UND Today

University of North Dakota’s Official News Source

On the front lines of the pandemic

Ashley Bayne, assistant director of Public Health, recalls and documents Herculean efforts led by UND

Ashley Bayne, assistant director of UND’s Public Health Program, says there was no question about what she needed to do when UND got the call for help from the North Dakota Department of Health nearly three years ago. She quickly assembled a team of students and other community health professionals that grew to 180 caseworkers who eventually reached out to nearly 50,000 people statewide for either COVID-19 case investigations or close contacts. Their one-on-one conversations not only gave people answers and peace of mind, but their work also was credited with significantly slowing the spread of the disease statewide. Photo by Janelle Vonasek/UND Today.

Like the rest of the world in the early days of the grim and gripping pandemic, thousands of North Dakotans sat on their sofas glued to their televisions, newspapers and social media.

Holed up in their homes, they were restless, uneasy and hungry for answers when the only thing that seemed certain was the uncertainty of life itself — both the day-to-day and the heart-beating, lungs-breathing kind.

“People were scared. People were dying,” recalled Ashley Bayne, then-manager and now assistant director of the Public Health Program at UND’s School of Medicine & Health Sciences. She was in the thick of it back then and described it as a time when people probably more than ever welcomed a friendly call from a stranger.

And she would know. More than 180 of those strangers were part of a UND crisis team she quickly assembled to aid an overwhelmed North Dakota Department of Health.

“Some people were incredibly sick, isolated and lonely,” Bayne said. “And sometimes our caseworkers who were calling to check up on them were the only people they talked to every day.”

Looking back at UND lifeline

It’s now been nearly three years since the novel virus first turned the world upside-down, but Bayne says she remembers like yesterday the day she got her own surprise call from state epidemiologist Tracy Miller.

The state needed help, and they needed it fast.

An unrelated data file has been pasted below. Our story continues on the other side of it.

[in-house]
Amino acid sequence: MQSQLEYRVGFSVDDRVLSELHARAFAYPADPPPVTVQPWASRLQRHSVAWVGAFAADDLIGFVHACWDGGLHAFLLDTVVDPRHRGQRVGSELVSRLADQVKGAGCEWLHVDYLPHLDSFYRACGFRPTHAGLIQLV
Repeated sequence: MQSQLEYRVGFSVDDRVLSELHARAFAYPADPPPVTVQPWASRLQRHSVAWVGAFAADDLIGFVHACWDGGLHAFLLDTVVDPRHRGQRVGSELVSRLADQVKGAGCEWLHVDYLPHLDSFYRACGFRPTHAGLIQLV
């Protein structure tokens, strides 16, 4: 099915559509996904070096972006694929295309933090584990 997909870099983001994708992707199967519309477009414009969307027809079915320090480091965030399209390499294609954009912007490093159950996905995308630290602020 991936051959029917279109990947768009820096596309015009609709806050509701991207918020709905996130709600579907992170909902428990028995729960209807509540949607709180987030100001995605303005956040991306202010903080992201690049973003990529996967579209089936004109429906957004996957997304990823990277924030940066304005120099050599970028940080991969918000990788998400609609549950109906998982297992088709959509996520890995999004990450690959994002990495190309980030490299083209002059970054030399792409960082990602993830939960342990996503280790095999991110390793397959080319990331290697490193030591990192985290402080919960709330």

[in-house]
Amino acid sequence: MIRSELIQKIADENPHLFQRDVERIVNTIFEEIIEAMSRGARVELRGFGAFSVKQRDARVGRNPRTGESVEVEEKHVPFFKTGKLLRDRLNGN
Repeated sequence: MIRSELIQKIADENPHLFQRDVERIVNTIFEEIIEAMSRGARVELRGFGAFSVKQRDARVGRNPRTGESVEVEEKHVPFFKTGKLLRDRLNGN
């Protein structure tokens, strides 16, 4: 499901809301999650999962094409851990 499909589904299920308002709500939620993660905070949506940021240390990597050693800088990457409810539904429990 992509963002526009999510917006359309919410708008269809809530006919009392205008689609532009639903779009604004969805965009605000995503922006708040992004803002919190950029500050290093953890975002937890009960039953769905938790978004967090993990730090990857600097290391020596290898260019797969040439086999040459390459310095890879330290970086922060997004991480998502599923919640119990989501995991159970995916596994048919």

Miller asked: Would anyone at UND be able to assist with case investigations and contact tracing to help slow the spread of the disease?

Though Bayne had the responsibilities of caring for a young son at home and also was juggling an extra load to prepare for Public Health’s reaccreditation, she said there was absolutely no question about what she needed to do.

“I got a couple of students up and running, and before we knew it, we were providing support for the whole state,” she said. “People don’t always realize how important the role of public health is until they really need it. This was full-on crisis mode, but everyone at UND and throughout the community was incredible. Students and professionals were stepping up from everywhere.”

By the numbers

All told, the team Bayne quickly assembled — together with a second team started within UND Student Health Services to track cases for 11 institutions in the North Dakota University System — would provide a critical lifeline of one-on-one support to nearly 50,000 individuals statewide.

Click here for full image.

The UND-based teams would complete 36,579 COVID-19 case investigations and 10,671 close contact notifications statewide over the next 26 months. The Herculean effort, she said, amounted to 25,561 shifts, 80,113 hours and more than $2 million in state contracts.

“At times, it felt like we were moving at warp speed. Everything was new to everyone. I was the principal investigator on the contracts, but I had never done this before either,” Bayne said with a laugh. “We had great support, but it’s not like anyone said, ‘OK, here’s the process to follow during a pandemic.’

“There was no process. There was no manual or handbook to follow. It felt like I was building a business from the ground up.”

That business included everything from hiring — at one time, fast-tracking as many as 30 employees in five days — to extensive training and personal development, as well as managing a monster schedule, providing regular feedback, job reviews and even implementing “Caseworker of the Month” for employee recognition.